There’s a question for much of the novel about whether Billie has been abducted or harmed in some way, or whether she’s just chosen to leave her family. Even before we learn the answer, we can see that she’s been neglectful of her child in certain ways. Did you find that hard to write about?
Well, it was definitely an evolution, as I was writing the character of Billie, to let her be the person that she needed to be. As a mother, there is darkness that is difficult to confront, and very difficult to talk about in public. It’s not all happiness and light, and there are moments when you want to run screaming. When I was writing this book and talking to other mothers, we’d have these brutally honest, confessional moments where they were telling me their fantasies of what they would do if they didn’t have children, and I kind of realized that yeah, you know, it’s not that unusual to have these feelings.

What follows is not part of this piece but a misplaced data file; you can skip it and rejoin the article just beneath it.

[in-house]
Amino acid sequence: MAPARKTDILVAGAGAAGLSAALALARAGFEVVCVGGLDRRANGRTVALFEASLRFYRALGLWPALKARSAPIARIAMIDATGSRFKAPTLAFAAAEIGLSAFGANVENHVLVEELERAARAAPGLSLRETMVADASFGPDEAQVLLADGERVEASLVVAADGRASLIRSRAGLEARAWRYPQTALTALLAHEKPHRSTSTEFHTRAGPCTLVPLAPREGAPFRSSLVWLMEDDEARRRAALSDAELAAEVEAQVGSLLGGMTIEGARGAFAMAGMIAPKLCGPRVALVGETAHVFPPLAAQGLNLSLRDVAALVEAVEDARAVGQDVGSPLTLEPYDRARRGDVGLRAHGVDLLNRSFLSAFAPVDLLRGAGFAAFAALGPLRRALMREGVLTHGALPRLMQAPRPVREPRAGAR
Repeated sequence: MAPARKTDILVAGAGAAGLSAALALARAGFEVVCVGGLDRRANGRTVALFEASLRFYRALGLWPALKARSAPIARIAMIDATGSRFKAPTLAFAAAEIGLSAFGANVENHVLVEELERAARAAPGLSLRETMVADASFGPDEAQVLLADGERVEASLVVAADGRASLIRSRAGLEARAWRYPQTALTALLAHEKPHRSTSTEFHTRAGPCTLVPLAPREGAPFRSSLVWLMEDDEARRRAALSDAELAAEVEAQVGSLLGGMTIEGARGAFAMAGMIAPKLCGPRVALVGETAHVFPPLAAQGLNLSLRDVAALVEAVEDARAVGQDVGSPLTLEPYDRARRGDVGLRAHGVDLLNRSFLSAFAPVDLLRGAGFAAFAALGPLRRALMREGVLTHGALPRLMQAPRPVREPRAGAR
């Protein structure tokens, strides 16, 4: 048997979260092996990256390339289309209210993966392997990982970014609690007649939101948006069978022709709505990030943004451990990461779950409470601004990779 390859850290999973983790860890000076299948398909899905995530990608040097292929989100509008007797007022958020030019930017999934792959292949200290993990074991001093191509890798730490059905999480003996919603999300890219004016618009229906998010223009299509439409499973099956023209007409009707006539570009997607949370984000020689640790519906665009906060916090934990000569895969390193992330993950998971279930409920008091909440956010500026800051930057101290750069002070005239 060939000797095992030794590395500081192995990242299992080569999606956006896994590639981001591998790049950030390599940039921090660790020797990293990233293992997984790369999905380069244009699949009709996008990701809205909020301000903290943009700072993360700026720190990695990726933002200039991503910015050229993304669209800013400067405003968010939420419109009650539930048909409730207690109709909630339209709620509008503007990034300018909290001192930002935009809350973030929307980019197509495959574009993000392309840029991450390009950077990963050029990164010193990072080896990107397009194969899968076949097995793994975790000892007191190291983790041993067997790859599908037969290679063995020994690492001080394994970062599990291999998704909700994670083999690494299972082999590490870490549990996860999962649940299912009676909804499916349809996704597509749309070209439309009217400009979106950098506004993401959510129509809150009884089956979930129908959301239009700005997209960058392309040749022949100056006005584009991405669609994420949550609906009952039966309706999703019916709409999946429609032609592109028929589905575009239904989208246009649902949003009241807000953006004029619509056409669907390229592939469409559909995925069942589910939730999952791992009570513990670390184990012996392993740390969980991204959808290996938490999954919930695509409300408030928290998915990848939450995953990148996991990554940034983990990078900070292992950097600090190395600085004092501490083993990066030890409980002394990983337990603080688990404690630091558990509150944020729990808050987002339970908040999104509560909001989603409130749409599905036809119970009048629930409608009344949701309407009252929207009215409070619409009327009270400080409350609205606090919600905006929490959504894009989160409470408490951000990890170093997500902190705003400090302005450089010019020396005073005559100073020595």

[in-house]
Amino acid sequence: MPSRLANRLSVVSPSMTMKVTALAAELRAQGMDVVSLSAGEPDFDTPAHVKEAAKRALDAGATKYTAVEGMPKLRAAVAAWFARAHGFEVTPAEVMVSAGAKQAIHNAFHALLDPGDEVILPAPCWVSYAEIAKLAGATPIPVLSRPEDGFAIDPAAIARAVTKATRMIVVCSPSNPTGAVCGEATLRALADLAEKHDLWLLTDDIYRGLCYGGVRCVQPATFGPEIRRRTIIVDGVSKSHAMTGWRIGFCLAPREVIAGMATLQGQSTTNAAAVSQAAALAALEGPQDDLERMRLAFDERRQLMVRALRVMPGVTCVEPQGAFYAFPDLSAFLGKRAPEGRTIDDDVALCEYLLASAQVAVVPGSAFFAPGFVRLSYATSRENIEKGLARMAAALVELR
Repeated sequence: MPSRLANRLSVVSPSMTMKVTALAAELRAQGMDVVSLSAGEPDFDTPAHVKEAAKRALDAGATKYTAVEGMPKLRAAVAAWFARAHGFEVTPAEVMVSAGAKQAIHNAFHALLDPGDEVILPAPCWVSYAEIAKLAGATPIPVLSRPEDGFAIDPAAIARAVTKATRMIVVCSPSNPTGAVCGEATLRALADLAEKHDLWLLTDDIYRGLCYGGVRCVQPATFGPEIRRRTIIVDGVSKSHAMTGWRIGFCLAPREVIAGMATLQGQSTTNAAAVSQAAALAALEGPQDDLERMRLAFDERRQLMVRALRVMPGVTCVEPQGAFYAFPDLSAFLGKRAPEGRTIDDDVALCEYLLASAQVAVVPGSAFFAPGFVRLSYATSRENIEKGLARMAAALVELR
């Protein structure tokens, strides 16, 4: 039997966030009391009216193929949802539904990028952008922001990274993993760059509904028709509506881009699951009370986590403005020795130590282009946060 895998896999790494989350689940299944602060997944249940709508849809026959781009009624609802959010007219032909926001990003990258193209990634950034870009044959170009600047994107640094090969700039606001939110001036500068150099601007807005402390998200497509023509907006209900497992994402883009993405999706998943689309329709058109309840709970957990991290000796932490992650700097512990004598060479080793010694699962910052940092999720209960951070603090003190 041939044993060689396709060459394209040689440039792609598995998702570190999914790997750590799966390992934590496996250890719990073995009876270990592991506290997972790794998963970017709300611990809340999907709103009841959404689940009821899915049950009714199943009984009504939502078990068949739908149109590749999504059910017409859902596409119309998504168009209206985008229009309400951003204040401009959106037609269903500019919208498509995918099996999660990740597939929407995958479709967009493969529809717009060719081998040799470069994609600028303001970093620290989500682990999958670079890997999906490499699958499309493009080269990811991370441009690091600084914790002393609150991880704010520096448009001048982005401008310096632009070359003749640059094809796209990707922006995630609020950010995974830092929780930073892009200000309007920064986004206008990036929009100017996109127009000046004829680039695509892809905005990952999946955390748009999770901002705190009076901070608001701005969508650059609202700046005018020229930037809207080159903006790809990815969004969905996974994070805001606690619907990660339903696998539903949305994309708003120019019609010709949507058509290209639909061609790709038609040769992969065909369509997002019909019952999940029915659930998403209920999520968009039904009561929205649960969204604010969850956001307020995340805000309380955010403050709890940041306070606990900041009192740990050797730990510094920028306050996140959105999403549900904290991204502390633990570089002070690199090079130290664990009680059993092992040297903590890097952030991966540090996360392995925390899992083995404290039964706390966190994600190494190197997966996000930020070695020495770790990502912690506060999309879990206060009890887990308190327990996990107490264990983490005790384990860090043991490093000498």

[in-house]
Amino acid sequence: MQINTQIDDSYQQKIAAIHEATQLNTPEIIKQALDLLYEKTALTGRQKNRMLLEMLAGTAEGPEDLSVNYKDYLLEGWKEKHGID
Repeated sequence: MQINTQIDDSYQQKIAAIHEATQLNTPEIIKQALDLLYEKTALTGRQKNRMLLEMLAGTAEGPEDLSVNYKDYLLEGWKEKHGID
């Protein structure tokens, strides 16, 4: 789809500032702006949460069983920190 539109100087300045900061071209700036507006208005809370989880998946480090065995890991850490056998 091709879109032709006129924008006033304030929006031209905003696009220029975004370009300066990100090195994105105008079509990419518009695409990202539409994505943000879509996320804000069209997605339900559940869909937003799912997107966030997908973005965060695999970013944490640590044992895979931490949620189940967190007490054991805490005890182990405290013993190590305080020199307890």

The thing about writing difficult characters that I really enjoy is that they can do the things you can’t do yourself. I have a hard time not being polite, so I love writing a character who can be really rude and do all the things that I would never have the guts to do. It’s a catharsis, in a way, and it’s also a way of being able to explore those feelings and then put them in a drawer.
Which is so much better than just pretending we don’t have those feelings, because everybody does.
And the books I love the most are always the ones that explore the dark parts of the psyche. Nice women make great friends, but they don’t necessarily make exciting protagonists. For me the most interesting books are where the characters are really flawed or even downright fucked up.
In the previous interview I did for this series, I talked with Amy Gentry about the idea that women in novels have to be relatable or likeable, and then I found that you’d written about that too. Do you hear about that from your agent and editor, or from readers?